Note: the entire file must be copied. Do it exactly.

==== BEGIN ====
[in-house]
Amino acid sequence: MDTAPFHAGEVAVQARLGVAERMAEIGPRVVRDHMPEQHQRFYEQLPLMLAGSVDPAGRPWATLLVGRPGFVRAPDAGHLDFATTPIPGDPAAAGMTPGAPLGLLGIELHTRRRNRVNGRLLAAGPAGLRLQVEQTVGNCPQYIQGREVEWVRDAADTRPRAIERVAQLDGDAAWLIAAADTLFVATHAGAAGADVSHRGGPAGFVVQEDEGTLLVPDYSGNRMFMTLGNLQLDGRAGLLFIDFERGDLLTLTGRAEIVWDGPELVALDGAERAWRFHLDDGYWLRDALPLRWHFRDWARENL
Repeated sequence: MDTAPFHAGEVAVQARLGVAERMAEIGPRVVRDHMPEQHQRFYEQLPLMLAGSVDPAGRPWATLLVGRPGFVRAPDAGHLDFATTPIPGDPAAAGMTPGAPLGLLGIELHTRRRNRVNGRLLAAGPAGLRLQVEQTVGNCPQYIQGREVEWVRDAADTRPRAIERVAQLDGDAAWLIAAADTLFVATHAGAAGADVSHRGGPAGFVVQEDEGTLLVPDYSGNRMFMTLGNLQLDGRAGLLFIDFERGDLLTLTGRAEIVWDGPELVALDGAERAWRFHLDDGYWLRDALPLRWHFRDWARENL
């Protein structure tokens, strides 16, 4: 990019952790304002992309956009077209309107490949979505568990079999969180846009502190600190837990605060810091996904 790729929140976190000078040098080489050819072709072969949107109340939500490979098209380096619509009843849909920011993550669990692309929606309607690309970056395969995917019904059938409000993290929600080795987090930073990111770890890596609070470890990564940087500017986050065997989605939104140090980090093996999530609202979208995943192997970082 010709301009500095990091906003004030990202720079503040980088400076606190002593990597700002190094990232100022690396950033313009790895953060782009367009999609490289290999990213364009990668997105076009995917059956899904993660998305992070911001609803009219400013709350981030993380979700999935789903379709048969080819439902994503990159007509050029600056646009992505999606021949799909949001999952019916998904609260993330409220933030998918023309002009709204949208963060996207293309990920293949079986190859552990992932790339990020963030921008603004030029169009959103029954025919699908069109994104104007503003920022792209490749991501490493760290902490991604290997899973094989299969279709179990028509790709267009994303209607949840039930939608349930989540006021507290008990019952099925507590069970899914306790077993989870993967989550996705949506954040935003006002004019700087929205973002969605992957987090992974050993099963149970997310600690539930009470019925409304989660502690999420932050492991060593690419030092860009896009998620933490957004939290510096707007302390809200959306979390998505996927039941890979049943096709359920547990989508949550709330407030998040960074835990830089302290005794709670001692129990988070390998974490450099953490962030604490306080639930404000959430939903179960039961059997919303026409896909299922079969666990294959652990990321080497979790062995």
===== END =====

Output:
[in-house]
Amino acid sequence: MDTAPFHAGEVAVQARLGVAERMAEIGPRVVRDHMPEQHQRFYEQLPLMLAGSVDPAGRPWATLLVGRPGFVRAPDAGHLDFATTPIPGDPAAAGMTPGAPLGLLGIELHTRRRNRVNGRLLAAGPAGLRLQVEQTVGNCPQYIQGREVEWVRDAADTRPRAIERVAQLDGDAAWLIAAADTLFVATHAGAAGADVSHRGGPAGFVVQEDEGTLLVPDYSGNRMFMTLGNLQLDGRAGLLFIDFERGDLLTLTGRAEIVWDGPELVALDGAERAWRFHLDDGYWLRDALPLRWHFRDWARENL
Repeated sequence: MDTAPFHAGEVAVQARLGVAERMAEIGPRVVRDHMPEQHQRFYEQLPLMLAGSVDPAGRPWATLLVGRPGFVRAPDAGHLDFATTPIPGDPAAAGMTPGAPLGLLGIELHTRRRNRVNGRLLAAGPAGLRLQVEQTVGNCPQYIQGREVEWVRDAADTRPRAIERVAQLDGDAAWLIAAADTLFVATHAGAAGADVSHRGGPAGFVVQEDEGTLLVPDYSGNRMFMTLGNLQLDGRAGLLFIDFERGDLLTLTGRAEIVWDGPELVALDGAERAWRFHLDDGYWLRDALPLRWHFRDWARENL
């Protein structure tokens, strides 16, 4: 990019952790304002992309956009077209309107490949979505568990079999969180846009502190600190837990605060810091996904 790729929140976190000078040098080489050819072709072969949107109340939500490979098209380096619509009843849909920011993550669990692309929606309607690309970056395969995917019904059938409000993290929600080795987090930073990111770890890596609070470890990564940087500017986050065997989605939104140090980090093996999530609202979208995943192997970082 010709301009500095990091906003004030990202720079503040980088400076606190002593990597700002190094990232100022690396950033313009790895953060782009367009999609490289290999990213364009990668997105076009995917059956899904993660998305992070911001609803009219400013709350981030993380979700999935789903379709048969080819439902994503990159007509050029600056646009992505999606021949799909949001999952019916998904609260993330409220933030998918023309002009709204949208963060996207293309990920293949079986190859552990992932790339990020963030921008603004030029169009959103029954025919699908069109994104104007503003920022792209490749991501490493760290902490991604290997899973094989299969279709179990028509790709267009994303209607949840039930939608349930989540006021507290008990019952099925507590069970899914306790077993989870993967989550996705949506954040935003006002004019700087929205973002969605992957987090992974050993099963149970997310600690539930009470019925409304989660502690999420932050492991060593690419030092860009896009998620933490957004939290510096707007302390809200959306979390998505996927039941890979049943096709359920547990989508949550709330407030998040960074835990830089302290005794709670001692129990988070390998974490450099953490962030604490306080639930404000959430939903179960039961059997919303026409896909299922079969666990294959652990990321080497979790062995």